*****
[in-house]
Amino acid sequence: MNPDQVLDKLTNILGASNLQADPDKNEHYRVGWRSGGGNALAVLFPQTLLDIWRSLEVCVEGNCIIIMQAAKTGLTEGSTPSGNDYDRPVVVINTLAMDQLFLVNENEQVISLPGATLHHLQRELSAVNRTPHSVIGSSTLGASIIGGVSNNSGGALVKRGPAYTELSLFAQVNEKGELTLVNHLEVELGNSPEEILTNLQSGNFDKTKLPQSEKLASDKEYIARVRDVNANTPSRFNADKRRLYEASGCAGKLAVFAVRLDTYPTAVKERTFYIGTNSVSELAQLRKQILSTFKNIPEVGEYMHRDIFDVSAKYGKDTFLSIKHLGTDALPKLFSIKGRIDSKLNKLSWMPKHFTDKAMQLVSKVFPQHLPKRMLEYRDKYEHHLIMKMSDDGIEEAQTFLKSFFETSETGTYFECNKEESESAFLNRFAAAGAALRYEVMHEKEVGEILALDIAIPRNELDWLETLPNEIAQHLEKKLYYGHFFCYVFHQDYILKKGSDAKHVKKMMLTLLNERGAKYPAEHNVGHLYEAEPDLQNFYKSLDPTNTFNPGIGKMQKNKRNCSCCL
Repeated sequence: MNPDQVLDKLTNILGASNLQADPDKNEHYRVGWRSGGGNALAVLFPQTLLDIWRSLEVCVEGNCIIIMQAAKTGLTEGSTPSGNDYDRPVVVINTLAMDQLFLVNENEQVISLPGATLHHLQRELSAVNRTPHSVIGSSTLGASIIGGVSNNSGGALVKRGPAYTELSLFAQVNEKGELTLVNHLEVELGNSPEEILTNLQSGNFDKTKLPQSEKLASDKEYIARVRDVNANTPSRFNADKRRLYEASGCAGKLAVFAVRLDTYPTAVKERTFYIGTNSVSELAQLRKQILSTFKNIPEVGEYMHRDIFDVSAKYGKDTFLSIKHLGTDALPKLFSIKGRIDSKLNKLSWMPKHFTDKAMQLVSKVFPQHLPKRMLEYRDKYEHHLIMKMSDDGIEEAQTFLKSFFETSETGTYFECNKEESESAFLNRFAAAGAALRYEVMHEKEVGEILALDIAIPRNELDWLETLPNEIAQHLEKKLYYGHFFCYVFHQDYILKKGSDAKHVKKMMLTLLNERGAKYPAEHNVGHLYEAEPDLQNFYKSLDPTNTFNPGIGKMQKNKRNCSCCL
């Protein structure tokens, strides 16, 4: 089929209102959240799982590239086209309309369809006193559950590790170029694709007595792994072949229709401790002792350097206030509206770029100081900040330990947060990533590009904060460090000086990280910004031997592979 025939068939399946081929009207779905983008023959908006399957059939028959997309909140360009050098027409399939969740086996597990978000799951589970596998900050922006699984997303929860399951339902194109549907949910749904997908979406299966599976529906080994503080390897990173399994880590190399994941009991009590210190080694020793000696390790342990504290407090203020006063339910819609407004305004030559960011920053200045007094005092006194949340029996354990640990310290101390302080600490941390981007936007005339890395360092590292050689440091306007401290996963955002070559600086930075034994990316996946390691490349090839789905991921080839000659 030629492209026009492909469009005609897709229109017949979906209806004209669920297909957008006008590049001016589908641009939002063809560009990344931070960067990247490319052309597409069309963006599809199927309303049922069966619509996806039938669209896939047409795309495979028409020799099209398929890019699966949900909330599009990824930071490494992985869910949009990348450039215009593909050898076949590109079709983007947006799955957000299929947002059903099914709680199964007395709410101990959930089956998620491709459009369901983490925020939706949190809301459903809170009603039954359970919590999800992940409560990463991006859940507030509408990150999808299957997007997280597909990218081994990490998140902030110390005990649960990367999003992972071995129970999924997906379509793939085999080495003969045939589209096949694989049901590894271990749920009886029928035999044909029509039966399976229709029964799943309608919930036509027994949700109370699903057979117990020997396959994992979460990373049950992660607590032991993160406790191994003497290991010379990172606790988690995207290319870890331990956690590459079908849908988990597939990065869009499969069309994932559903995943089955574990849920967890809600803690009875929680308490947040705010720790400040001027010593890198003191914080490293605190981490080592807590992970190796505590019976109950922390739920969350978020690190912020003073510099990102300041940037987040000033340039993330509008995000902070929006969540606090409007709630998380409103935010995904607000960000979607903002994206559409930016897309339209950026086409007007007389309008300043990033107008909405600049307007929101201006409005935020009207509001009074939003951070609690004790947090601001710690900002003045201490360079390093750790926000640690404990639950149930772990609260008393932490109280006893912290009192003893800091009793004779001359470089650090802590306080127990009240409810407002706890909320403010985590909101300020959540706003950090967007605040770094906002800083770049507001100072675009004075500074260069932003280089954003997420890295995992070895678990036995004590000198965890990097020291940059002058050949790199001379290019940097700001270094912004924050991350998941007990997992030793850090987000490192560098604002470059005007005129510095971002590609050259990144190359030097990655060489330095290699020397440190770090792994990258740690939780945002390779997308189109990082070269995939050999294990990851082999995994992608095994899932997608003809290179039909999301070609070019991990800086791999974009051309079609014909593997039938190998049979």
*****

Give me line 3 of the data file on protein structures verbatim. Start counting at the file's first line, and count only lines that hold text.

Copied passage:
Repeated sequence: MNPDQVLDKLTNILGASNLQADPDKNEHYRVGWRSGGGNALAVLFPQTLLDIWRSLEVCVEGNCIIIMQAAKTGLTEGSTPSGNDYDRPVVVINTLAMDQLFLVNENEQVISLPGATLHHLQRELSAVNRTPHSVIGSSTLGASIIGGVSNNSGGALVKRGPAYTELSLFAQVNEKGELTLVNHLEVELGNSPEEILTNLQSGNFDKTKLPQSEKLASDKEYIARVRDVNANTPSRFNADKRRLYEASGCAGKLAVFAVRLDTYPTAVKERTFYIGTNSVSELAQLRKQILSTFKNIPEVGEYMHRDIFDVSAKYGKDTFLSIKHLGTDALPKLFSIKGRIDSKLNKLSWMPKHFTDKAMQLVSKVFPQHLPKRMLEYRDKYEHHLIMKMSDDGIEEAQTFLKSFFETSETGTYFECNKEESESAFLNRFAAAGAALRYEVMHEKEVGEILALDIAIPRNELDWLETLPNEIAQHLEKKLYYGHFFCYVFHQDYILKKGSDAKHVKKMMLTLLNERGAKYPAEHNVGHLYEAEPDLQNFYKSLDPTNTFNPGIGKMQKNKRNCSCCL